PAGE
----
Google is making changes to its parental control system, Family Link, that aims to better reflect parents’ changing views on children’s screen time. In the pre-pandemic world, parents were more likely to see screen time as something in need of restriction — they’d rather their kids get offline or go outside to play with friends, perhaps. But the challenges of a locked-down world and the push towards virtual learning have impacted parents’ views. Google says today’s parents are more concerned about how kids are spending time on their devices, not how much time is being spent.
It’s a concession to a world where devices have become a savior of sorts to families who’ve stayed at home to avoid Covid — where they’ve been restricted from seeing extended family and friends, and where schools are closed and playdates and parties were cancelled. Parents came to realize that screen time in and of itself isn’t necessarily something to be avoided; they just wanted more control over how it’s used.
With the Family Link update, parents can now choose to make remote learning apps “always allowed,” so they don’t count toward overall screen time daily limits. This could include not only those apps that are used to attend school or communicate with teachers, but others that have popped up to help kids learn and be entertained, like the supplementalresources the school suggests — or the apps parents allow during break times from virtual class.
Parents will also now have access to more detailed daily, weekly and monthly activity reports that provide both an overview of how the child is spending their time in apps, as well as how screen time usage has changed over a week or month, and what portion of time was spent in the “always allowed” apps. This gives parents a better idea of what screen time was used for education versus play.
On Android, Family Link users will also be able to browse through a selection of teacher-recommended apps from the Google Play catalog for kids under 13 in the U.S. And parents can also now set screen time limits directly from the child’s device on Android.
Image Credits: Google
Though these updates will remain useful in a post-pandemic world where parents hold a more nuanced view of screen time, it’s unfortunate that Google waited until so late in the pandemic to roll these changes out. As more people in the U.S. are being vaccinated, restrictions are lifting — including the re-opening of schools in many places. That means parents’ stress over kids’ increased screen time usage will soon become a moot point. The devices will be replaced with in-person learning, and screen time may become villainized yet again.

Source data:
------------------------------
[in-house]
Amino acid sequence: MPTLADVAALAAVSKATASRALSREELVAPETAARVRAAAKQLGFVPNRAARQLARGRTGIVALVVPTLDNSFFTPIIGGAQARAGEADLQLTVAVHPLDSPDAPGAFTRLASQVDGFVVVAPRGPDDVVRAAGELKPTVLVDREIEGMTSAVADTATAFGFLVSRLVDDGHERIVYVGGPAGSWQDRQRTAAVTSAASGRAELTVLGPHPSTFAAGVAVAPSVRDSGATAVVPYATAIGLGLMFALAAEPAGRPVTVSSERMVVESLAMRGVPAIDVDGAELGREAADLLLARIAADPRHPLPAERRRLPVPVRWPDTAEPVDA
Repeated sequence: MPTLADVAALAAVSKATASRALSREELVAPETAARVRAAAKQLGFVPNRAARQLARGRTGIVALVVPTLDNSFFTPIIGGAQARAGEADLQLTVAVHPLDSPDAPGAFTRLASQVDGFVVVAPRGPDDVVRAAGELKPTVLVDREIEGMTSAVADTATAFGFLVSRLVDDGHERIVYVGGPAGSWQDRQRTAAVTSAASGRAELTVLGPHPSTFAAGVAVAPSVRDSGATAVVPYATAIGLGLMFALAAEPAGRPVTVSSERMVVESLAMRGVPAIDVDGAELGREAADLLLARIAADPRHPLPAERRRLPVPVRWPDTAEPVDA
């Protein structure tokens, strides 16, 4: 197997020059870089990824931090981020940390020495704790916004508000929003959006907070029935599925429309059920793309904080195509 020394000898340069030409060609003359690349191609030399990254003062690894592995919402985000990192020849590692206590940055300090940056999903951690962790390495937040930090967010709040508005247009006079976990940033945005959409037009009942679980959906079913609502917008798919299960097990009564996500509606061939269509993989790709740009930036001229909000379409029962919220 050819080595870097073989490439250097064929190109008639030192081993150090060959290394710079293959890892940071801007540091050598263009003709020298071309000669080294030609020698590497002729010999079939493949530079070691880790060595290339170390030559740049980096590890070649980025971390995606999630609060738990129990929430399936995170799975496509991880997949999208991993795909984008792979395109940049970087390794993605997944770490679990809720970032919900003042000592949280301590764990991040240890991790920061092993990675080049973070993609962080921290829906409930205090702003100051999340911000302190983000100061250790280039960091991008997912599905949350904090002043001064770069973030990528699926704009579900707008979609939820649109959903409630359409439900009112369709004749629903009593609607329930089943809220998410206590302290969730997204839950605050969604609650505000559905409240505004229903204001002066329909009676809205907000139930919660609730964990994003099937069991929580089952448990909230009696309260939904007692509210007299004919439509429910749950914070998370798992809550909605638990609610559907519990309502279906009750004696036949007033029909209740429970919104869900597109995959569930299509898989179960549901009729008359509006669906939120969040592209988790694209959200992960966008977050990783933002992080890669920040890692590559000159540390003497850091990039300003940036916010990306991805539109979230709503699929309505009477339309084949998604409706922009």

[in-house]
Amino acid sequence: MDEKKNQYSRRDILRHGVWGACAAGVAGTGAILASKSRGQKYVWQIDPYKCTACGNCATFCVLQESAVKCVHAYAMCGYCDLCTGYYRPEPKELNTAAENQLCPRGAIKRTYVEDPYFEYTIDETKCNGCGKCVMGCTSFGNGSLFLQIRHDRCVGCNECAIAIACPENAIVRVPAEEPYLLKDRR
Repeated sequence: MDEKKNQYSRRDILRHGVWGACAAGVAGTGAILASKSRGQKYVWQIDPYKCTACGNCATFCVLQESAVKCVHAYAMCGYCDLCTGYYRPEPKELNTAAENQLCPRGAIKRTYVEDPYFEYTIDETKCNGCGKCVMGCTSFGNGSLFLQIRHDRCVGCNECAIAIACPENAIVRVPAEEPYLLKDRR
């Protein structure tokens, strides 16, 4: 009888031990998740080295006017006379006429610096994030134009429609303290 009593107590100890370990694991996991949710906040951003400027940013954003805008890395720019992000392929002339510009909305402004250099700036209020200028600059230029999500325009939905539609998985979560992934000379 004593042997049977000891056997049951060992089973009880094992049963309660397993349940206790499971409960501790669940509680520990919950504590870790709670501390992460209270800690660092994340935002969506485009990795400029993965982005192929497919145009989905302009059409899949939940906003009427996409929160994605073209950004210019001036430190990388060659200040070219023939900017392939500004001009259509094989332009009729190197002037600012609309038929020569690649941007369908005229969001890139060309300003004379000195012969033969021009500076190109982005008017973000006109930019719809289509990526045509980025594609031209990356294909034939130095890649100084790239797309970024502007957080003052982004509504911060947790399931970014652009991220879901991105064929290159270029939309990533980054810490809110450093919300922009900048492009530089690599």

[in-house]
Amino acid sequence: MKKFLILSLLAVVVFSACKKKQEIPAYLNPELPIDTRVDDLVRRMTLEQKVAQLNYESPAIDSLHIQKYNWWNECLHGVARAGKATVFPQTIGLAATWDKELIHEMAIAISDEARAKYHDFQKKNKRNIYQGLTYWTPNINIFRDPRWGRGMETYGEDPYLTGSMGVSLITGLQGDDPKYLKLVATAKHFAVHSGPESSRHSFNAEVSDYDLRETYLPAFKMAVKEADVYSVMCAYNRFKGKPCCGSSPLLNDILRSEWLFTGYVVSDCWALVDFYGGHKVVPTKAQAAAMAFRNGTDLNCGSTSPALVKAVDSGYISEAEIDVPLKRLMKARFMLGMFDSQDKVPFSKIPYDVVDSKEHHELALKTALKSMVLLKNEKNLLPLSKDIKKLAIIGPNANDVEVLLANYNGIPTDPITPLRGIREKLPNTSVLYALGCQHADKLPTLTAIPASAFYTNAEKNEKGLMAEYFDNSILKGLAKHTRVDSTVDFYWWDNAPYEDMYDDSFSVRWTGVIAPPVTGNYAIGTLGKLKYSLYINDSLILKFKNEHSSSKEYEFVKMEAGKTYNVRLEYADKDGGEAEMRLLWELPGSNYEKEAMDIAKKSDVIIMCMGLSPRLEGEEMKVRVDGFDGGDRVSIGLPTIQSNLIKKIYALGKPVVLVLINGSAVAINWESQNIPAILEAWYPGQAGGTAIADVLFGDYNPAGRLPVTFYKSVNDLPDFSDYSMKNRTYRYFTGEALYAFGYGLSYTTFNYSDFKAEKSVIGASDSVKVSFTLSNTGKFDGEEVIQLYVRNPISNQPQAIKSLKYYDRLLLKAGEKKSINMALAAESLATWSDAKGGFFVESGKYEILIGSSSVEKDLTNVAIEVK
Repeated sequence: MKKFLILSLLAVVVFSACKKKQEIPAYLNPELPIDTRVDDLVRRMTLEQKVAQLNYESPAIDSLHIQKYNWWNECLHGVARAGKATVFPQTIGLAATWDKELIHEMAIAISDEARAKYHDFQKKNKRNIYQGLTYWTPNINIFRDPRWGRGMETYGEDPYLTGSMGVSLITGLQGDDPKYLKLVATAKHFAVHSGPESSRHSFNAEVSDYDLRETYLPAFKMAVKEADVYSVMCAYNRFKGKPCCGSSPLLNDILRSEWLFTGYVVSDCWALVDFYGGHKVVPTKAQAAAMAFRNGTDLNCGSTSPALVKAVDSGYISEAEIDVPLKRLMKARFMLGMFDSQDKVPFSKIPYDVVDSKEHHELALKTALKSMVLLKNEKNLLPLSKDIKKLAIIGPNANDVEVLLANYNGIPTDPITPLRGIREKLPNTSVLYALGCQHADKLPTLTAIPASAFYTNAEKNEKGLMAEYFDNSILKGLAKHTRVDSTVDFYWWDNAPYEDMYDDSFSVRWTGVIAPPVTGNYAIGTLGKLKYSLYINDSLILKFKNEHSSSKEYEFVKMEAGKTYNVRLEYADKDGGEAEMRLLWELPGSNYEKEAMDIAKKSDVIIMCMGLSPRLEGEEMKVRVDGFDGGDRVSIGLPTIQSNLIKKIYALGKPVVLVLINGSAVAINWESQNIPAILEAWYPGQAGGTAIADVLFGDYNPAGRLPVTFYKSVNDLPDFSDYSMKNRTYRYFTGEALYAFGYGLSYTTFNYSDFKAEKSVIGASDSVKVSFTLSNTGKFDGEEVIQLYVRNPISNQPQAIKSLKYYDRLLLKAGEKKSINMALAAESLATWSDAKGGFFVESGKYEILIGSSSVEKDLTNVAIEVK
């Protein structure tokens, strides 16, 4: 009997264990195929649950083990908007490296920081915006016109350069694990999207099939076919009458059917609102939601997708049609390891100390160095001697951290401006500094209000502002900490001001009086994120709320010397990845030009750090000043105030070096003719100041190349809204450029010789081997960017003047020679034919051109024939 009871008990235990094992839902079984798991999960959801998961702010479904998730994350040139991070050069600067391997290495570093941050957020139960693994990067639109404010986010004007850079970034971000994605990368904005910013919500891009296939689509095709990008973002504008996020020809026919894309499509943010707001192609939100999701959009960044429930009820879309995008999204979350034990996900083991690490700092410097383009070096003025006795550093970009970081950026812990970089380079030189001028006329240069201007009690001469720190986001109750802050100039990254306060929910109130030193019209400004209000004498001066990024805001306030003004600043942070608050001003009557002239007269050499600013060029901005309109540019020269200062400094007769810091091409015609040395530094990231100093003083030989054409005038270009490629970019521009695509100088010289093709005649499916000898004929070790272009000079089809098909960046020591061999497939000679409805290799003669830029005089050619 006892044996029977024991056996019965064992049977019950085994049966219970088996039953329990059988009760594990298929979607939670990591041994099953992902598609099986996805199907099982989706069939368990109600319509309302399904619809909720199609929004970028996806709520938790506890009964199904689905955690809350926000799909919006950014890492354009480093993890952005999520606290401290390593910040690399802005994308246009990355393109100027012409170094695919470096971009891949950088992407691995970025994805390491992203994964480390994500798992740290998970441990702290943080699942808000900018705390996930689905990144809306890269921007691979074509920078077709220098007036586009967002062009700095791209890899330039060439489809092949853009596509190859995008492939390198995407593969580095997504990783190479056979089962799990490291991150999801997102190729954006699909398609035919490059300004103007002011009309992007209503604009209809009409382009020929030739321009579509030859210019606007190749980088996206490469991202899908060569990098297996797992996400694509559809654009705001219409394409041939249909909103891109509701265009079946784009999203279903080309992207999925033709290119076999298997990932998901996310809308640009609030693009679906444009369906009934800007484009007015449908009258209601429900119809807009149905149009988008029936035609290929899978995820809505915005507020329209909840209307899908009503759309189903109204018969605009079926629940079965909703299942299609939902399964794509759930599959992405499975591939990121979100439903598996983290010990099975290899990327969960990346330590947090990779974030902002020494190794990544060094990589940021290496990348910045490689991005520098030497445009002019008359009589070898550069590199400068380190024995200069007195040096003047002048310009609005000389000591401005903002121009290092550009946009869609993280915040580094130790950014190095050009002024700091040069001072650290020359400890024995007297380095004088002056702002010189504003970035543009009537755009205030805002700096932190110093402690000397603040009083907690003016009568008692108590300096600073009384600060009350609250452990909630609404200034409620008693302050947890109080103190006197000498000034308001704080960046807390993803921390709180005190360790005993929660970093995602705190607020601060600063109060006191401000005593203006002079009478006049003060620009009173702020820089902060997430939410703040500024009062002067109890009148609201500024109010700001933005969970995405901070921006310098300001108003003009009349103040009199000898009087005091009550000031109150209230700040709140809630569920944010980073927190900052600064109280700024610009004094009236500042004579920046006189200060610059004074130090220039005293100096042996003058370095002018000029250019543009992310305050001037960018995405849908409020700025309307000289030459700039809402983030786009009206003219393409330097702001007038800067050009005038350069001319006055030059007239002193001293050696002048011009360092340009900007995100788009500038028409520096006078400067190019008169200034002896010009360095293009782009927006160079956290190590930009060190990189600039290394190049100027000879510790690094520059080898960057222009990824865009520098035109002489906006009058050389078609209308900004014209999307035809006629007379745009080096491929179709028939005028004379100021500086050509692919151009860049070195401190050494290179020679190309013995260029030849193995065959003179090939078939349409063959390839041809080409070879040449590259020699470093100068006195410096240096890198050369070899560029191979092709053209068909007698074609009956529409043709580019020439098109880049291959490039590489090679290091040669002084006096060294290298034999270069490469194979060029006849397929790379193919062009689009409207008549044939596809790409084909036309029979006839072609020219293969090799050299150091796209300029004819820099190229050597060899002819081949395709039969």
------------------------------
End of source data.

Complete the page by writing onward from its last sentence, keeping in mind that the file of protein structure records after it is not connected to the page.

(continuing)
Related to today’s news, Google has launched a new website for families whose kids are beginning to use technology at families.google. The company also launched a new content series with meditation app Headspace that will help families with kids practice mindfulness together. Again, that’s a resource that was desperately needed in 2020 during the pandemic’s heights, more so than it is today as the world begins reopening.
Still, the pandemic has forced families to think more about screen time and what sort of on-device experiences they want their children to have. As a result of this increased scrutiny, social apps like TikTok and Instagram — the latter just today, in fact — have rolled out more family-friendly safety features, aimed at encouraging parents to see their apps in a better light, rather than being the first to go when screen time gets locked down. It has also encouraged new hybrid learning and education startups to launch, hoping to build out a new category of edutainment apps that can avoid screen time lockdowns.